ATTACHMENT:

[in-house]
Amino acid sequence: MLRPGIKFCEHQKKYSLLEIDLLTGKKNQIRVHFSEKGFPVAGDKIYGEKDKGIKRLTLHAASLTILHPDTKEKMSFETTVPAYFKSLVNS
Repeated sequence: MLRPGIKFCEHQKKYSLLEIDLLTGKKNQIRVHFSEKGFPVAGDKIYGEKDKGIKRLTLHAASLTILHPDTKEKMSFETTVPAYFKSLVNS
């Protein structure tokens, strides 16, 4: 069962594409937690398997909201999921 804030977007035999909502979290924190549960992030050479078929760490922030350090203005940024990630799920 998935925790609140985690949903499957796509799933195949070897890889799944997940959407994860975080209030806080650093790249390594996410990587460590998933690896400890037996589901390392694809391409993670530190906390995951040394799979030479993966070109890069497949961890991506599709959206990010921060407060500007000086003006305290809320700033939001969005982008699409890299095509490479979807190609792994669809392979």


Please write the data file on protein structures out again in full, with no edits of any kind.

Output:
[in-house]
Amino acid sequence: MLRPGIKFCEHQKKYSLLEIDLLTGKKNQIRVHFSEKGFPVAGDKIYGEKDKGIKRLTLHAASLTILHPDTKEKMSFETTVPAYFKSLVNS
Repeated sequence: MLRPGIKFCEHQKKYSLLEIDLLTGKKNQIRVHFSEKGFPVAGDKIYGEKDKGIKRLTLHAASLTILHPDTKEKMSFETTVPAYFKSLVNS
């Protein structure tokens, strides 16, 4: 069962594409937690398997909201999921 804030977007035999909502979290924190549960992030050479078929760490922030350090203005940024990630799920 998935925790609140985690949903499957796509799933195949070897890889799944997940959407994860975080209030806080650093790249390594996410990587460590998933690896400890037996589901390392694809391409993670530190906390995951040394799979030479993966070109890069497949961890991506599709959206990010921060407060500007000086003006305290809320700033939001969005982008699409890299095509490479979807190609792994669809392979």